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Search tags: this-is-how-you-lose-her
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text 2018-02-06 18:52
M.C. Frank's Couples Giveaway!

Its February and that means its the time for love and couples and GIVEAWAYS! Do you want to win $15 to the Book Depository? Of course you do! Read below about how to enter! 



This giveaway is hosted by the amazing couples from M.C. Frank's books: Ari and Wes from Lose Me (see above), Astra and Felix from No Ordinary Star and Beatrice and Dominic from Ruined




Want to know who these couples are? Read some of my review of Lose Me below! 



...Ari is a stunt double in a new adaptation of Pride and Prejudice, which is actually pretty dang cool. Ladies, you don't have to be the leading actress. You can kick-ass by jumping off cliffs and driving cars around sick bends. Ari is an enigma the moment you meet her repeating “today is not the day I die” over and over again. Something’s amiss, obvious by the gentle cues from the writings, but you don't know what it is.

Wes is the leading man in the movie, literally the Darcy. And he’s just as you would picture as described by Ari before she meets him. But Wes isn't just a two-dimensional characters, smiling at the camera. He has feelings and demons that will haunt him throughout the novel....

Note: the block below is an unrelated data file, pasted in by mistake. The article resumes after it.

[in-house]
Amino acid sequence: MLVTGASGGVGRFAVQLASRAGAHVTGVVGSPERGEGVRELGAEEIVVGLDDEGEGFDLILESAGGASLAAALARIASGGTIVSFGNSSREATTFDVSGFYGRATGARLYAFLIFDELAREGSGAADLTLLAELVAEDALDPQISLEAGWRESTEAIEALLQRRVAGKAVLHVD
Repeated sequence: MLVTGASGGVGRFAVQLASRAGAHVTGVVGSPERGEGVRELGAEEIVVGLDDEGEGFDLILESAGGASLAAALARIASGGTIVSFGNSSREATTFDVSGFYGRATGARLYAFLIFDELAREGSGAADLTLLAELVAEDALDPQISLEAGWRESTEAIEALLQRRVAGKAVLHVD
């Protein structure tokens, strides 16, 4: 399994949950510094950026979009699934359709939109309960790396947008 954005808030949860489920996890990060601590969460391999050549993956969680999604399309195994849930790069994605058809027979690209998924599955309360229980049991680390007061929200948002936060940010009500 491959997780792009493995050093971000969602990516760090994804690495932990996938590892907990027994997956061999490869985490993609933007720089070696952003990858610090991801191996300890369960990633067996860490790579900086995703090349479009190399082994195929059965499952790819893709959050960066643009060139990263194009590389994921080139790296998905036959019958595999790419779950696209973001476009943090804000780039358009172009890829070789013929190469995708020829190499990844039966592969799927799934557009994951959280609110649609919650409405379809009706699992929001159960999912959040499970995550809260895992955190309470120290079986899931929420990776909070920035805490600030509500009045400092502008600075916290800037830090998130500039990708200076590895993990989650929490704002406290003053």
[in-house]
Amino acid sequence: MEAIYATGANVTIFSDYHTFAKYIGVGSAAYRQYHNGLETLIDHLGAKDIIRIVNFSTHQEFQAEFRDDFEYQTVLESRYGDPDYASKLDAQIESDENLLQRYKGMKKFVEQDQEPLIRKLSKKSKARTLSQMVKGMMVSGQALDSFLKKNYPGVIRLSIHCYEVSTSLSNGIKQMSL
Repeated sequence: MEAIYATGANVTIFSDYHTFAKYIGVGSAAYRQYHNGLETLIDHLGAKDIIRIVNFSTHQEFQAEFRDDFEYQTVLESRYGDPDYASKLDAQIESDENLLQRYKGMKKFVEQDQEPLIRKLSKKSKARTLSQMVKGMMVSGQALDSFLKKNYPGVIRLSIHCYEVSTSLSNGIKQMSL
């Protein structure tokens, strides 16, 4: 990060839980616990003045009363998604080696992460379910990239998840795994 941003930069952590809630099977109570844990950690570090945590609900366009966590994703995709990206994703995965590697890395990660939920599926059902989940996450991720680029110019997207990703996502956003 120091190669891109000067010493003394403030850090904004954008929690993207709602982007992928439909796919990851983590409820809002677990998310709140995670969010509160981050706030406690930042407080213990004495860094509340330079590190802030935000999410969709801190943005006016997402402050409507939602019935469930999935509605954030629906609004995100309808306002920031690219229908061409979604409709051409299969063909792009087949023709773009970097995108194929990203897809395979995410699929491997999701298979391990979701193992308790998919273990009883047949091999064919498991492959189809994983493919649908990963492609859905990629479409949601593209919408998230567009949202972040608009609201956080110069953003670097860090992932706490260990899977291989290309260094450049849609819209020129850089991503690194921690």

Click here to continue reading my review! 


Aaaand that's it! Good luck everyone! 


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review 2017-11-27 18:31
Nothing to Lose by Clare Lydon - My Thoughts
Nothing to Lose - Clare Lydon

The blurb sounded so good!  Both MCs are on the cusp of turning 40, there are no deep, dark tragedies in either of their pasts, no one is suffering from any kind of mental illness or disease, neither is fresh from a break-up.  And, well, there you go. 

The premise was good.  Sudden flooding, one gal finds refuge at the other gal's, the mayor's, home.  Their paths have crossed previously and there's a bit of a disagreement about the local football club - soccer football, as this is set in England.  The problem was... things were set up so that there could be some conflict between the characters but it never came to fruition, it was all explained away.   As a result, the plotline was rather bland.  Not only did we have a case of insta-love, which, you know, I can buy from time to time, but it never felt that the new couple had any real hurdles to get over. 

The style of writing, the author's voice, I guess, didn't really appeal to me.  I kept thinking that it, too, was rather bland.  It never really came alive for me.  I felt constantly just a little off-centre the whole time I was reading.  I will say that the sexy-times scenes were quite well done.  A little flowery at times, maybe, but nothing to the point of where I was constantly rolling my eyes. 

The story was also billed as being humorous at times.  Well... I missed the funny.  I could see the chances for it, but it was something that the author never seemed to really deliver on. 

So, while this was an f/f romance that comes closer to what I'm looking for, it still missed the mark for me. 

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review 2017-11-17 19:56
What We Lose: A Novel - Zinzi Clemmons

This is the coming of age of Thandi, a woman who was raised in Pennsylvania with roots in South Africa. Never quite feeling like she belongs, Thandi is in search of love. Not in the romantic comedy sense; she is desperate to belong. She is a light-skinned black woman, therefore she doesn’t feel at home with black or white people. Having been raised in the States but born in Africa, she feels she doesn’t belong anywhere.